Like many series premieres, Episode 1 is burdened with the heavy lifting of establishing its complex world and important characters at breakneck speed for audiences previously unfamiliar with prior iterations of this story. Fortunately, the beautiful rendering of some of the series’ backstory in animation helps the necessary exposition dump go down in the show’s opening minutes. I think they’ve also wisely saved one prominent character introduction, that of Lena Hall’s character Miss Audrey, for later.

Episode 1 is quite grim and doesn’t leave much room for levity from the dire situation. I hope the show is able to capitalize on the absurdity of the first-class passengers’ complaints and mine those for comedy in future installments. The Nightcar, Snowpiercer’s cabaret and brothel, offers further possibilities for different kinds of stories.

2020 audiences may find it difficult to relate to a world where environmental factors have forced humanity to stay inside for survival, but Snowpiercer Executive Producers Graeme Manson and Bong Joon Ho hope you'll come along for the ride anyway.

At New York Comic Con, Showrunner Graeme Manson described what he loved about the world of Snowpiercer: “In director Bong’s film, it had that wonderful sense of what’s beyond the next door. You’d open the door, and it’d be, like, wow, that’s on the train? We keep that as well. So we keep a feeling of space and discovery. And I won’t say we’ll never go outside the train.”

While the Bong Joon Ho film took place roughly 15 years into Snowpiercer’s departure, the series begins less than 7 years in. Is this a direct prequel to the events of the film? If the final moments of this first episode are any indication, the answer is probably no. If that’s the case, there’s no way to know where this exciting new Snowpiercer will take us.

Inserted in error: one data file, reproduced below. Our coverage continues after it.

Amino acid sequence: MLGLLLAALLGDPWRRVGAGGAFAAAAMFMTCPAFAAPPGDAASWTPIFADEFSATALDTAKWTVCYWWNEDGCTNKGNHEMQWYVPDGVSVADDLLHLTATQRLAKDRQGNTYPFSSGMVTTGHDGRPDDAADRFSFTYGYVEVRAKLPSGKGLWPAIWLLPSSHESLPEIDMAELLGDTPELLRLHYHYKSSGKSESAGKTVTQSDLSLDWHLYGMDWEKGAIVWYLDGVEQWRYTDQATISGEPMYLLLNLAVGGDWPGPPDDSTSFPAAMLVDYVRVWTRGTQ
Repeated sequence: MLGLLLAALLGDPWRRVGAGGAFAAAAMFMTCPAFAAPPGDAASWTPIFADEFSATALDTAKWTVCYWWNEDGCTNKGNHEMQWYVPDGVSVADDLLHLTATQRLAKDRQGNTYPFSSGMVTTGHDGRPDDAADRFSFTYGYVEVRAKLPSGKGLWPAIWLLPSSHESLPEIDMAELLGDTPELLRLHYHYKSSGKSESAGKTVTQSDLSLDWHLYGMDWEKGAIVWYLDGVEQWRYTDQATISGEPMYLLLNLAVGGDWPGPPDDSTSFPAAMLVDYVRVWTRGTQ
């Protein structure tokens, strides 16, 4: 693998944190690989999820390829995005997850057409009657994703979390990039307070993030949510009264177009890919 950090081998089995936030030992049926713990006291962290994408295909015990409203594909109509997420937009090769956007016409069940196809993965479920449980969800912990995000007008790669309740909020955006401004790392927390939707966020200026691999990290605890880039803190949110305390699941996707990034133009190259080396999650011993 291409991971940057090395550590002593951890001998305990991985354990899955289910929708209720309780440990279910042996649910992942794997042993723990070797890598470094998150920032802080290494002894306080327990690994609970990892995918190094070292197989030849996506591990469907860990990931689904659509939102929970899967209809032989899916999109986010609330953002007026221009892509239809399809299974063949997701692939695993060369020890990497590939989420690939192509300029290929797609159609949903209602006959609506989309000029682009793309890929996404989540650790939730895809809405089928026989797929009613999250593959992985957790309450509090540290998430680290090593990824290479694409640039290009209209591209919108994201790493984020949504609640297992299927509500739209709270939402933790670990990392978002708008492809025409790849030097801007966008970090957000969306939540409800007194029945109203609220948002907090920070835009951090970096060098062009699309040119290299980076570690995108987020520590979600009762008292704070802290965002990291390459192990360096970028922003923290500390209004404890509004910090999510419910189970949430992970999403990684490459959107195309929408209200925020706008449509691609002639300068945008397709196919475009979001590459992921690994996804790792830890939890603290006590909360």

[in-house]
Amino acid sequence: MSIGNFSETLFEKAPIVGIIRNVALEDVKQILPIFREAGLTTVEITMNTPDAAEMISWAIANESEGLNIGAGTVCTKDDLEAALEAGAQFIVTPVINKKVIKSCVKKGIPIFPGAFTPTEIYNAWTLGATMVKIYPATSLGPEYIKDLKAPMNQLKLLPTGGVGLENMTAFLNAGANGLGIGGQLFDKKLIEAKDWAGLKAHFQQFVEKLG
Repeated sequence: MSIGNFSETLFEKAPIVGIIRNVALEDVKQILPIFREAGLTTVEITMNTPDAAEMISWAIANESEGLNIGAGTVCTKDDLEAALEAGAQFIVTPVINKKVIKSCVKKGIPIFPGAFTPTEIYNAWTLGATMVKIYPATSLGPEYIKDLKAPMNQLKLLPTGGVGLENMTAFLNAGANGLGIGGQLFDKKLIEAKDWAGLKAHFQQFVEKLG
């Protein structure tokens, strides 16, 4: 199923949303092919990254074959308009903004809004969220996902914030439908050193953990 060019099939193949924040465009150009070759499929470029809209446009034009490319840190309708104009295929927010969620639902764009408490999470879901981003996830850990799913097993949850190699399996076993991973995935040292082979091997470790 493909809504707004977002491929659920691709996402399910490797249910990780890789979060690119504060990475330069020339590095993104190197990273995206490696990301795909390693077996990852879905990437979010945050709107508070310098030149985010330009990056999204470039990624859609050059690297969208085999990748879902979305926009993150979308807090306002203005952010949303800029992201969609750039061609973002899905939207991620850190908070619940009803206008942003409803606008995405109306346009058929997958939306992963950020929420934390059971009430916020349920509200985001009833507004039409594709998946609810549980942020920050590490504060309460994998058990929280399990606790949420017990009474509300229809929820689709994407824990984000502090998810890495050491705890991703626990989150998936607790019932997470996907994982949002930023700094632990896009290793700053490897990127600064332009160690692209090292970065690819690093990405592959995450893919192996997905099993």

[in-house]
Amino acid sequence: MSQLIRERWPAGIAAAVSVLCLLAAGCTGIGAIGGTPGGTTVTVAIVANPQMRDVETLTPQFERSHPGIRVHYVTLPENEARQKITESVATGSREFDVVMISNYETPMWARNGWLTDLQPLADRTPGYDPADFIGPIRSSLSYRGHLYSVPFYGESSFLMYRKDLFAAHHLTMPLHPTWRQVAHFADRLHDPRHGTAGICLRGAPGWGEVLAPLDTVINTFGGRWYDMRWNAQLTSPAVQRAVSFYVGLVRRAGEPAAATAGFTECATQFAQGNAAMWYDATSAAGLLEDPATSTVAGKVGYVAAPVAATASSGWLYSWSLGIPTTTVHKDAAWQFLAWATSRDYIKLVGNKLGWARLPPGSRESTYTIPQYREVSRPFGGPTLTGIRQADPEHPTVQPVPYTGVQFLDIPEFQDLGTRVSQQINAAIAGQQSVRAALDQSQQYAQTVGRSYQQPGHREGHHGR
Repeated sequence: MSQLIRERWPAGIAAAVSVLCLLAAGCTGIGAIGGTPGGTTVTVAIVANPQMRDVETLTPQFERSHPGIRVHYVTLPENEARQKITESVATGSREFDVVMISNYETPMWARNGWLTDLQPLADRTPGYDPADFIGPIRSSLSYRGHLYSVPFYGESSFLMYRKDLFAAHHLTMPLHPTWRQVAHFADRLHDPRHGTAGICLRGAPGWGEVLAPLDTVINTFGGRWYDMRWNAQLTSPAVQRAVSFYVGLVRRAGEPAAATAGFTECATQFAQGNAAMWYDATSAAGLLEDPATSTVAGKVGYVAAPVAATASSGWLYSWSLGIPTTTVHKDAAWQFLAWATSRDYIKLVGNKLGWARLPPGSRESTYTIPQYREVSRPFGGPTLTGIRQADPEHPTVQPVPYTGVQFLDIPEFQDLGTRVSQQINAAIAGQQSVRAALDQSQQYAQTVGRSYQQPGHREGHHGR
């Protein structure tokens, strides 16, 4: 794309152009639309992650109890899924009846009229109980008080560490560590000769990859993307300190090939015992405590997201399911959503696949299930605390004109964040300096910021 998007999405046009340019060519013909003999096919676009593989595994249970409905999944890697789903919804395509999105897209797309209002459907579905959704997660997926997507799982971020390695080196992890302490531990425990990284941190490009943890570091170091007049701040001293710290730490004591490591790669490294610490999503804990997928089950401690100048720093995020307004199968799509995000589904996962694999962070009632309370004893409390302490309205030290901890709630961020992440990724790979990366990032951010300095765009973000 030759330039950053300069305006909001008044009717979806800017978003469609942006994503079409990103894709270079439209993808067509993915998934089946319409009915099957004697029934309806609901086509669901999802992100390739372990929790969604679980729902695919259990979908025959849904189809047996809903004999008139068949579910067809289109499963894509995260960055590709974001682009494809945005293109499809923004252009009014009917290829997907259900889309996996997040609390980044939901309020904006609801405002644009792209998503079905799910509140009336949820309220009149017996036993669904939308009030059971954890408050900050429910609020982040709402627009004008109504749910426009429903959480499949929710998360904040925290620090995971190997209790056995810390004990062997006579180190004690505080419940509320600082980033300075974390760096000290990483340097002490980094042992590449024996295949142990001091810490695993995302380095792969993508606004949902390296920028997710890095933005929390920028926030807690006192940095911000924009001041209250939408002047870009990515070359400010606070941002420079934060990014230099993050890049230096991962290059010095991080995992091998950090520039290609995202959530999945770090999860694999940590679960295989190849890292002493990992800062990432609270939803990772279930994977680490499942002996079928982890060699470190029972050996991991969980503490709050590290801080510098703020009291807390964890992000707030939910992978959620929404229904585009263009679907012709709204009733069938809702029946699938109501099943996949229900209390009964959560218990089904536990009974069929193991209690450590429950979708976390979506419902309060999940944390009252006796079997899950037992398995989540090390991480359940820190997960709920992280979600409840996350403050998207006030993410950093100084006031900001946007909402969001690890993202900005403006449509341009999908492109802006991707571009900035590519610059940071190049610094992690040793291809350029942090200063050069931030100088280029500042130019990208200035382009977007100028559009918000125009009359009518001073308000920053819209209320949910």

The premiere episode offers up some intriguing hints at where this series might go. In the extreme climate the characters find themselves — in more ways than one — life on Snowpiercer really may be a zero-sum game even if, as stated in the first episode, 130 cars are devoted to agriculture.

Science Fiction is at its best when it holds a lens up to humanity, when it puts us on trial to determine if we can ever truly evolve beyond our tribalism or if we’re doomed to repeat the same mistakes.

As long as the writers continue to explore the human experience with timeless themes like immigration and class warfare, I’m confident Snowpiercer won’t go off the rails anytime soon.

Snowpiercer premieres May 17th on TNT. 

Snowpiercer
Snowpiercer S 1 E 1: 'First, the Weather Changed'
As long as the writers continue to explore the human experience with timeless themes like immigration and class warfare, I'm confident Snowpiercer won't go off the rails anytime soon.
Reader Rating0 Votes
0
Compelling mysteries and intrigue
Strong actor performances
Interesting and complex characters
Gritty tone could use some levity and humor
8.5
Great